Did you know that the cold weather months are peak season for Brussels sprouts?

Brussels sprouts are a cruciferous vegetable. So, when you hear the recommendation to eat cruciferous veggies, these make the cut! Cruciferous vegetables are cool-weather vegetables, making fall and winter the perfect time to incorporate them into your meals. Why eat Brussels sprouts? They deliver many nutrients and health benefits!

  • Fight cancer with antioxidants and phytochemicals

The sulforaphane in cruciferous vegetables is what gives them their cancer-fighting abilities. These compounds inhibit the harmful enzyme called histone deacetylase that is known to be involved in the progression of certain cancer cells. Brussels sprouts are also high in glucosinolates, a compound that helps to fight against oxidative stress and helps the body to detoxify itself.

  • Supports bone building with vitamin K

Brussels sprouts are known to contain high levels of vitamin K, a vitamin responsible for helping to keep the skeletal structure healthy. It helps to prevent conditions related to the loss of bone mineral density, such as osteoporosis or bone fractures.

  • Boosts the immune system with vitamin C

Vitamin C is a protective antioxidant in the body, helping to reduce inflammation, fight cell damage, and support the immune system. The antioxidants from vitamin C keep the immune system strong in the fight against bacteria, viruses, toxins, and other foreign invaders that can cause disease and illness.

  • Reduce the risk for cardiovascular disease through its anti-inflammatory components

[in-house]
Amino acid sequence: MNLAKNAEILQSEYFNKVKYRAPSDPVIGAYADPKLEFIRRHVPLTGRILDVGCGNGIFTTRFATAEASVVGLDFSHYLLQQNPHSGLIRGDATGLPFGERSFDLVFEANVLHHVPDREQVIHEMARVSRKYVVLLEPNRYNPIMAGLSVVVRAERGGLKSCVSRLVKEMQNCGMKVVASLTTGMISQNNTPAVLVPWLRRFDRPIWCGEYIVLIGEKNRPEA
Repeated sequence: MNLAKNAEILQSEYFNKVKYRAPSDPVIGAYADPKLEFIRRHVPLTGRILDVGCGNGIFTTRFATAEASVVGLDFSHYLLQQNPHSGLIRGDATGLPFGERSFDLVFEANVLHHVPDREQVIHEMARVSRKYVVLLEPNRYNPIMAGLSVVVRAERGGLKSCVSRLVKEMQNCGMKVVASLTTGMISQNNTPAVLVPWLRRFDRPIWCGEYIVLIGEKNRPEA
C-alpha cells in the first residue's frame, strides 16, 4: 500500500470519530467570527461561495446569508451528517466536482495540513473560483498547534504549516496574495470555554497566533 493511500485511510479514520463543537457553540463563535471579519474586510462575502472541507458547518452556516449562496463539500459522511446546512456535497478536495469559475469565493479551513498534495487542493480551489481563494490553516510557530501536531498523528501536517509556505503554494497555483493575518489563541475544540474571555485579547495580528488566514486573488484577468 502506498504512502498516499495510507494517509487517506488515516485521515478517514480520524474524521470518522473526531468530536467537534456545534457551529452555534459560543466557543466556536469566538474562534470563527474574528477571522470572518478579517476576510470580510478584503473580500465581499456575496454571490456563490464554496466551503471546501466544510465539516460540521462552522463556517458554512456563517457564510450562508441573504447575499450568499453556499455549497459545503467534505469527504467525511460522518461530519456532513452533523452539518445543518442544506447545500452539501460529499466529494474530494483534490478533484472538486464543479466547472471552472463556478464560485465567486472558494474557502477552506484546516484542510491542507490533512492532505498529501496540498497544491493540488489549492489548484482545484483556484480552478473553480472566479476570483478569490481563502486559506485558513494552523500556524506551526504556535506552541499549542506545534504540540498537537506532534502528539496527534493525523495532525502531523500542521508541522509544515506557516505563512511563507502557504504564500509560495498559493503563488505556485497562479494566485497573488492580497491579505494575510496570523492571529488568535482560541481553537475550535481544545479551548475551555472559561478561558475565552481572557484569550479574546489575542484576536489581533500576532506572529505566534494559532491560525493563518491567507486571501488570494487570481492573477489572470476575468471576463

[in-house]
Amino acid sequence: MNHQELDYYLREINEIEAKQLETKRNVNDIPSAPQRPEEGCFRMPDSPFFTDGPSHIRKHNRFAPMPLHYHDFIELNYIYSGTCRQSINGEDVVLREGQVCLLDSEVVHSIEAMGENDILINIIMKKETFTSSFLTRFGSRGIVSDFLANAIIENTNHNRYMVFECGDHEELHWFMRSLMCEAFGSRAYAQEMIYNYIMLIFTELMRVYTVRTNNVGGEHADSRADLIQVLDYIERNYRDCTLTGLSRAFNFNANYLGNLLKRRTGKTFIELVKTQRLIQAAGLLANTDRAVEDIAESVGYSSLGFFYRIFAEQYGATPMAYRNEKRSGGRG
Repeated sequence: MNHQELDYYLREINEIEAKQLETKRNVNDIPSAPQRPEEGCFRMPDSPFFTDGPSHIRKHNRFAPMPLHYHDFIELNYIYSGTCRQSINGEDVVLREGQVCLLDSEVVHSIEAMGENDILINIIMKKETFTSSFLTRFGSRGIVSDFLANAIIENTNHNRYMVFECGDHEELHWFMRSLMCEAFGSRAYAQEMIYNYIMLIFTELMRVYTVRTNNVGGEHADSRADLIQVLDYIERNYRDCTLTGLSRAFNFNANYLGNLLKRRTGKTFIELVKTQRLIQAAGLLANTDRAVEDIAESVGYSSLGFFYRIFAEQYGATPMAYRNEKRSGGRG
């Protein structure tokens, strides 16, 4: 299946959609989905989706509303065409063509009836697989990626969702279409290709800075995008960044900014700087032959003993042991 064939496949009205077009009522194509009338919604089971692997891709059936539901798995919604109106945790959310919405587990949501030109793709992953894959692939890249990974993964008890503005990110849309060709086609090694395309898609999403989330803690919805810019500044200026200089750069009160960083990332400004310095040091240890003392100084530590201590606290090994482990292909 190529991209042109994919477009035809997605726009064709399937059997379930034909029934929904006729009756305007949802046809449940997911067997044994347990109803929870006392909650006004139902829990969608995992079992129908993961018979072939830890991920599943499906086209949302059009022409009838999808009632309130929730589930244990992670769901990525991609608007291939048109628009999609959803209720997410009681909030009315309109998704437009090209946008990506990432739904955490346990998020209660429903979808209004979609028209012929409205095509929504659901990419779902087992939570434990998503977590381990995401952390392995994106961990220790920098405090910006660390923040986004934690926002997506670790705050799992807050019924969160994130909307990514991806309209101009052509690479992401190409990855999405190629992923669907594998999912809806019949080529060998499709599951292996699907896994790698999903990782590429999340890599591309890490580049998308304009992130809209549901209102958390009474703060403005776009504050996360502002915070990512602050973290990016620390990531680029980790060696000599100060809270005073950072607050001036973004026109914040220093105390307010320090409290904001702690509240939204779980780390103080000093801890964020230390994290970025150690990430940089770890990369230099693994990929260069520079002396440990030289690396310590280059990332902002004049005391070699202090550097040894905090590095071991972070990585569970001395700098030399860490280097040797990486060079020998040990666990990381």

High levels of inflammation are directly correlated with an increased risk for heart disease, stroke, diabetes, and neurodegenerative disorders. Its anti-inflammatory components primarily come from the vitamin K, vitamin C, and antioxidants. These nutrients help to keep arteries clear from harmful plaque buildup, lower cholesterol levels, fight against high blood pressure, increase blood flow, and maintain strong blood vessels.

  • Contains glucosinolates to support gut health

The glucosinolates found in Brussels sprouts help to protect the lining of the digestive tract and stomach. They also contain fiber which is, of course, important for supporting digestive health as well!

One of our favorite ways to make Brussels sprouts is by roasting them! We often roast them with other cruciferous vegetables, but we like them roasted with potatoes the most. 🙂 Enjoy the recipe below!



  1. Preheat oven to 450°F.
  2. Toss Brussels sprouts, potatoes, oil, salt, chili powder, garlic powder and pepper together on a large rimmed baking sheet; spread in a single layer.
  3. Roast until the vegetables are tender and evenly browned, 20 to 25 minutes, stirring halfway through.
  4. Stir in parsley before serving.

Enjoy these roasted veggies as a side for lunch or dinner or serve at breakfast topped with eggs!

Recipe from Eating Well